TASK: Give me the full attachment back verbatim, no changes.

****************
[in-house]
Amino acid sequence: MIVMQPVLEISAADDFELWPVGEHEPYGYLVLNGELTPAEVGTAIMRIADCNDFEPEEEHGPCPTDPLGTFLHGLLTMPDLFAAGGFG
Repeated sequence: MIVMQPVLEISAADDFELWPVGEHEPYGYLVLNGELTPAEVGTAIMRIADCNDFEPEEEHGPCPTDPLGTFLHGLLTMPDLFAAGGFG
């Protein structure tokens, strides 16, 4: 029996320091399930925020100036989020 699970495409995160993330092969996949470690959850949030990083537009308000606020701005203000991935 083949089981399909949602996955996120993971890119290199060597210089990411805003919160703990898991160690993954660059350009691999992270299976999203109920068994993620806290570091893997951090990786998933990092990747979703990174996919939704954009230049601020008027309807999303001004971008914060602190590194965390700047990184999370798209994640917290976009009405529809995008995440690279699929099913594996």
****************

[in-house]
Amino acid sequence: MIVMQPVLEISAADDFELWPVGEHEPYGYLVLNGELTPAEVGTAIMRIADCNDFEPEEEHGPCPTDPLGTFLHGLLTMPDLFAAGGFG
Repeated sequence: MIVMQPVLEISAADDFELWPVGEHEPYGYLVLNGELTPAEVGTAIMRIADCNDFEPEEEHGPCPTDPLGTFLHGLLTMPDLFAAGGFG
């Protein structure tokens, strides 16, 4: 029996320091399930925020100036989020 699970495409995160993330092969996949470690959850949030990083537009308000606020701005203000991935 083949089981399909949602996955996120993971890119290199060597210089990411805003919160703990898991160690993954660059350009691999992270299976999203109920068994993620806290570091893997951090990786998933990092990747979703990174996919939704954009230049601020008027309807999303001004971008914060602190590194965390700047990184999370798209994640917290976009009405529809995008995440690279699929099913594996």